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52 minutes ago, MoJo said:

What's legal and what's possible are two different things.  When I went "in house" it didn't take me long to reverse my opinions on what can/should be done from when I practiced law.

Can't agree more there.  I wish more plan documents were written by attorneys that had TPA experience or talked to TPAs and a few HR people. 

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40 minutes ago, ESOP Guy said:

Can't agree more there.  I wish more plan documents were written by attorneys that had TPA experience or talked to TPAs and a few HR people.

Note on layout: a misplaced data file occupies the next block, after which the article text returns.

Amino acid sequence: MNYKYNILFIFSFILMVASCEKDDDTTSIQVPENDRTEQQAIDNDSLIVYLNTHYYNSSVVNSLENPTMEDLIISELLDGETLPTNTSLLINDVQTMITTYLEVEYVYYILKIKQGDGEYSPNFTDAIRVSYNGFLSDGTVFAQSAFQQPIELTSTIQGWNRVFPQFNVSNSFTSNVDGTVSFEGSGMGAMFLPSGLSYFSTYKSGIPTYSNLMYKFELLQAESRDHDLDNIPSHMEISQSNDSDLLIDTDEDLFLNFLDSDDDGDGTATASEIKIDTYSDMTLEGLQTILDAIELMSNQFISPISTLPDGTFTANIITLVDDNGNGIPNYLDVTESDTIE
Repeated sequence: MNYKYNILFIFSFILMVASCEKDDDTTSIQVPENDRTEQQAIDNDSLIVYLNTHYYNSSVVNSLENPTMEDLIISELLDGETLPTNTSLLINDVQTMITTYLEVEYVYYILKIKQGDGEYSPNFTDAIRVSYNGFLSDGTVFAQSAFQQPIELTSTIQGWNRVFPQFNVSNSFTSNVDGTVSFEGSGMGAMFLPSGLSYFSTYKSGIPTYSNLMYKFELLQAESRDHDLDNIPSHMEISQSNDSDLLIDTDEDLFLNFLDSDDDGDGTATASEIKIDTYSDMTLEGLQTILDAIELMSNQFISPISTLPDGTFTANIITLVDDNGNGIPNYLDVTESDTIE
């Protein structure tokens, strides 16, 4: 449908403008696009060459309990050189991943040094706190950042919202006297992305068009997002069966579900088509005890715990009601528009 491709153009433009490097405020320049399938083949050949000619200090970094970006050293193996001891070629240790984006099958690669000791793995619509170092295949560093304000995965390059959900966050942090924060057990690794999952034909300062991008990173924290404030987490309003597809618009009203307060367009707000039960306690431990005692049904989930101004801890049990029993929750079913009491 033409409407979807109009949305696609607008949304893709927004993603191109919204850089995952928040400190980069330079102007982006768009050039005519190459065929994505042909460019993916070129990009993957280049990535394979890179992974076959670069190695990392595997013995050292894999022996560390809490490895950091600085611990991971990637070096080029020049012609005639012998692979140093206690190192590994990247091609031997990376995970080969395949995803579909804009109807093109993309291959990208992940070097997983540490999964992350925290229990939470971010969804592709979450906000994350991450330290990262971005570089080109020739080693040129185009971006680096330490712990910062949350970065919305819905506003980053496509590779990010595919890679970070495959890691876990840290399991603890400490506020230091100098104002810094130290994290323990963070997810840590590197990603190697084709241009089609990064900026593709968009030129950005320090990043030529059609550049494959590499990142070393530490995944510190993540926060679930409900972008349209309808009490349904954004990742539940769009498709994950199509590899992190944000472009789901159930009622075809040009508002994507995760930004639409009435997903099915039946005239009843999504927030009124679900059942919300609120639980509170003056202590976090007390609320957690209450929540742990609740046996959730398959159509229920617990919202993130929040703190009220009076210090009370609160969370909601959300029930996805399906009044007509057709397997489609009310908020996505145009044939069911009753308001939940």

Well, most of the "better" ERISA attorneys I know don't draft plan documents anymore.  They review and edit the documents provided by their service provider.  When an attorney "insists" that their document is better, it's time pass on that client.

BTW, we charge $1,000 annually extra for an "outside" document....  The 1st volume submitter (when a client transitions in) is free, and then for restatements, the faster they respond to the plan information questionnaire we send out, the cheaper the restatement fee. 

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It should totally be billable but it doesn't violate any terms of the plan and doesn't give a benefit not owed to the participant so I don't see how you can say it's not qualified.

Move the vested and non-vested part to the alternate payee account. Only pay the vested portion each year.

It's not rocket science.